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With seconds left, pressure on.





8 notes | Reblog | 7 hours ago
0-memento-mori-0:

zazzybuttcheeks:

plur-panda:





aw shit get it wednesday

HA! I almost forgot to reblog this today 

Every Wednesday from now on. 

Its wednesday yo


this never comes on my dash at the right time anymore :( i think i went two weeks without it and now i’m reblogging it on a thursday

Wednesday~

0-memento-mori-0:

zazzybuttcheeks:

plur-panda:

aw shit get it wednesday

HA! I almost forgot to reblog this today 

Every Wednesday from now on. 

Its wednesday yo

this never comes on my dash at the right time anymore :( i think i went two weeks without it and now i’m reblogging it on a thursday

Wednesday~

(Source: get-on-the-carousel)


2,166,381 notes | Reblog | 7 hours ago

7 notes | Reblog | 7 hours ago

(Source: selenaqgifs)


684 notes | Reblog | 7 hours ago
pbsthisdayinhistory:

Sept. 17, 1849: Harriet Tubman Attempts to Escape From Slavery
On this day in 1849, American abolitionist Harriet Tubman escaped from slavery. She escaped alongside her brothers, Ben and Henry, who forced her to turn back with them after they had second thoughts.
Tubman ran away again shortly afterward without her brothers, this time successfully, using the Underground Railroad as her escape route to the North.
The Underground Railroad was a lifeline for slaves escaping to freedom, and Harriet Tubman became undoubtedly one of its most famous “conductors.”
PBS Black Culture Connection invites you to learn 10 interesting facts about Harriet Tubman.
Photo: Harriet Tubman, full-length portrait, standing with hands on back of a chair between ca. 1860 and 1875 (Library of Congress)

pbsthisdayinhistory:

Sept. 17, 1849: Harriet Tubman Attempts to Escape From Slavery

On this day in 1849, American abolitionist Harriet Tubman escaped from slavery. She escaped alongside her brothers, Ben and Henry, who forced her to turn back with them after they had second thoughts.

Tubman ran away again shortly afterward without her brothers, this time successfully, using the Underground Railroad as her escape route to the North.

The Underground Railroad was a lifeline for slaves escaping to freedom, and Harriet Tubman became undoubtedly one of its most famous “conductors.”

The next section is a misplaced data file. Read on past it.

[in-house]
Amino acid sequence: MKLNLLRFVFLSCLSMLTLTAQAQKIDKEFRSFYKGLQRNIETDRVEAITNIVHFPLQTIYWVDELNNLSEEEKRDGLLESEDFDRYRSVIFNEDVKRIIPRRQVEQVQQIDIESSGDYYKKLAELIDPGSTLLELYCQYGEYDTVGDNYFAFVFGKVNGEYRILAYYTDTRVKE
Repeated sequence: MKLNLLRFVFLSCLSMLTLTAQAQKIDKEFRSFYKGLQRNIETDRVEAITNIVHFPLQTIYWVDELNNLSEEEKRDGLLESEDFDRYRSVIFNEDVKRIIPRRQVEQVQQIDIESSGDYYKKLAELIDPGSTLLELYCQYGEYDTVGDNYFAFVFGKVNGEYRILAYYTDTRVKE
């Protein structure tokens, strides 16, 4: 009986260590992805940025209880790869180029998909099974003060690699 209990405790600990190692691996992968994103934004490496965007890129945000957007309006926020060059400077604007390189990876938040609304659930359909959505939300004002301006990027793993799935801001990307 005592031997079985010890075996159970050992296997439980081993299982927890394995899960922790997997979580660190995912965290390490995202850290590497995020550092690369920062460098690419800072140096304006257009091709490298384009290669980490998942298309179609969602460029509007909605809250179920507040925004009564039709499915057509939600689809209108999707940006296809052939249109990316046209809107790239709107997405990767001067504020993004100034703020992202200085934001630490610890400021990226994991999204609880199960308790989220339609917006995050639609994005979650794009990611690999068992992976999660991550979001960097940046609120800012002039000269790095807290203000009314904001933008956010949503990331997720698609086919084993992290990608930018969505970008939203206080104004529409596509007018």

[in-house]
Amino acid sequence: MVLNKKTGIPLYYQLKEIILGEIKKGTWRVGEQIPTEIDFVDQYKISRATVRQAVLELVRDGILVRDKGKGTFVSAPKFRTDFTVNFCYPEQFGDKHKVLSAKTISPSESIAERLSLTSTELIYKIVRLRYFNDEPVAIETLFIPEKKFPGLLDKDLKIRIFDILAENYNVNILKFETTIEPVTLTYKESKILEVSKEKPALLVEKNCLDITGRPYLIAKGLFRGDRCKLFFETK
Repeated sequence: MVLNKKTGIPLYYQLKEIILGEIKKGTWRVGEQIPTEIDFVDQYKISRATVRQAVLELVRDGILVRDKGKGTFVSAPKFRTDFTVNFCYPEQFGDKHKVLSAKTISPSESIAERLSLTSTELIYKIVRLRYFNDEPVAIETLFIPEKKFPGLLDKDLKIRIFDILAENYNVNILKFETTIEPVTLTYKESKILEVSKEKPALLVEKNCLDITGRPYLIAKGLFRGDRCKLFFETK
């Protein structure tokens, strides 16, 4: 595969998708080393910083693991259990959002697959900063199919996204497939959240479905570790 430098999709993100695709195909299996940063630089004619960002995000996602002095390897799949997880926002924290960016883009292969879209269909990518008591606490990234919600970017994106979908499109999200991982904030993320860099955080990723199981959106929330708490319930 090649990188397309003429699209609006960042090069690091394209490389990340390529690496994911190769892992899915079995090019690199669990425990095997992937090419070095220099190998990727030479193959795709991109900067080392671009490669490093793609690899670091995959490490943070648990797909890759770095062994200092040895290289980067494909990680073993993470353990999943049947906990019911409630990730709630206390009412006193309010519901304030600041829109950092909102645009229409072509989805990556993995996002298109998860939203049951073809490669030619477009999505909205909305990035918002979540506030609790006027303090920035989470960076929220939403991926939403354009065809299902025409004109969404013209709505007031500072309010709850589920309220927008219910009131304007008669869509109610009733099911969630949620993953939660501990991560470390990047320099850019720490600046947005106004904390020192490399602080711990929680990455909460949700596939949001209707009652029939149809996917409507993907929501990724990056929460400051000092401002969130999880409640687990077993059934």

PBS Black Culture Connection invites you to learn 10 interesting facts about Harriet Tubman.

Photo: Harriet Tubman, full-length portrait, standing with hands on back of a chair between ca. 1860 and 1875 (Library of Congress)

(Source: pbs.org)


1,231 notes | Reblog | 7 hours ago
thepushdaily:

"Forgiving is not forgetting; its actually remembering—remembering and not using your right to hit back. It’s a second chance for a new beginning. And the remembering part is particularly important. Especially if you dont want to repeat what happened." -Desmond Tutu #thepushdaily #911

thepushdaily:

"Forgiving is not forgetting; its actually remembering—remembering and not using your right to hit back. It’s a second chance for a new beginning. And the remembering part is particularly important. Especially if you dont want to repeat what happened."
-Desmond Tutu
#thepushdaily #911


49 notes | Reblog | 6 days ago

(Source: itslatingirl)


914 notes | Reblog | 2 weeks ago
dichotomized:

The ‘Pajama Girl’ Case - On 1 September 1934, the badly burnt body of a young woman, viciously battered about the head and wearing only pyjamas, was found in a road culvert in the township of Albury on the New South Wales-Victoria border in rural Australia. Although Sydney police reconstructed the dead woman’s features and made composite drawings of what she may have looked like in life the also took the extraordinary step of preserving the body in a formalin bath. During the next decade tens of thousands of people viewed the ghastly remains at the University of Sydney, and later Sydney police headquarters, before it was positively identified in 1944

dichotomized:

The ‘Pajama Girl’ Case - On 1 September 1934, the badly burnt body of a young woman, viciously battered about the head and wearing only pyjamas, was found in a road culvert in the township of Albury on the New South Wales-Victoria border in rural Australia. Although Sydney police reconstructed the dead woman’s features and made composite drawings of what she may have looked like in life the also took the extraordinary step of preserving the body in a formalin bath. During the next decade tens of thousands of people viewed the ghastly remains at the University of Sydney, and later Sydney police headquarters, before it was positively identified in 1944


493 notes | Reblog | 2 weeks ago

3 notes | Reblog | 2 weeks ago

2 notes | Reblog | 2 weeks ago
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